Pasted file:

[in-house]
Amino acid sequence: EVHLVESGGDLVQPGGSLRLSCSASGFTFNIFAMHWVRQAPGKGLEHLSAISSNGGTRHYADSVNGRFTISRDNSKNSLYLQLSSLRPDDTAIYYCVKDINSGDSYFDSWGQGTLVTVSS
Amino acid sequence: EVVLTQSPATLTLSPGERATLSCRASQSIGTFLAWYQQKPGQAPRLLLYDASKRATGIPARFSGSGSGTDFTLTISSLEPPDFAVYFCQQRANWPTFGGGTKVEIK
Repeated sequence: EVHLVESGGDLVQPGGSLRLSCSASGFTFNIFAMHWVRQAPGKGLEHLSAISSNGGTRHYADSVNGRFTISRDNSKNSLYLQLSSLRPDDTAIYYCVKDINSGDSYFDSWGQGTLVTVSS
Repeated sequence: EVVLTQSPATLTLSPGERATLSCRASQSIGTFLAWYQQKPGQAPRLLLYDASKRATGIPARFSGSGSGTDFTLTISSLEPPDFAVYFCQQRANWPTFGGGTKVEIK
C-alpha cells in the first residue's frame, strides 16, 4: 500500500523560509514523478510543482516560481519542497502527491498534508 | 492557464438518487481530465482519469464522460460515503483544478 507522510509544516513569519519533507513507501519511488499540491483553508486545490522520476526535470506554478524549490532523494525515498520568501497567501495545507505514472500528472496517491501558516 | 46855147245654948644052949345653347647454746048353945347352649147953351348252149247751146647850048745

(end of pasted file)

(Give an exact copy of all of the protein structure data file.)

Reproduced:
[in-house]
Amino acid sequence: EVHLVESGGDLVQPGGSLRLSCSASGFTFNIFAMHWVRQAPGKGLEHLSAISSNGGTRHYADSVNGRFTISRDNSKNSLYLQLSSLRPDDTAIYYCVKDINSGDSYFDSWGQGTLVTVSS
Amino acid sequence: EVVLTQSPATLTLSPGERATLSCRASQSIGTFLAWYQQKPGQAPRLLLYDASKRATGIPARFSGSGSGTDFTLTISSLEPPDFAVYFCQQRANWPTFGGGTKVEIK
Repeated sequence: EVHLVESGGDLVQPGGSLRLSCSASGFTFNIFAMHWVRQAPGKGLEHLSAISSNGGTRHYADSVNGRFTISRDNSKNSLYLQLSSLRPDDTAIYYCVKDINSGDSYFDSWGQGTLVTVSS
Repeated sequence: EVVLTQSPATLTLSPGERATLSCRASQSIGTFLAWYQQKPGQAPRLLLYDASKRATGIPARFSGSGSGTDFTLTISSLEPPDFAVYFCQQRANWPTFGGGTKVEIK
C-alpha cells in the first residue's frame, strides 16, 4: 500500500523560509514523478510543482516560481519542497502527491498534508 | 492557464438518487481530465482519469464522460460515503483544478 507522510509544516513569519519533507513507501519511488499540491483553508486545490522520476526535470506554478524549490532523494525515498520568501497567501495545507505514472500528472496517491501558516 | 46855147245654948644052949345653347647454746048353945347352649147953351348252149247751146647850048745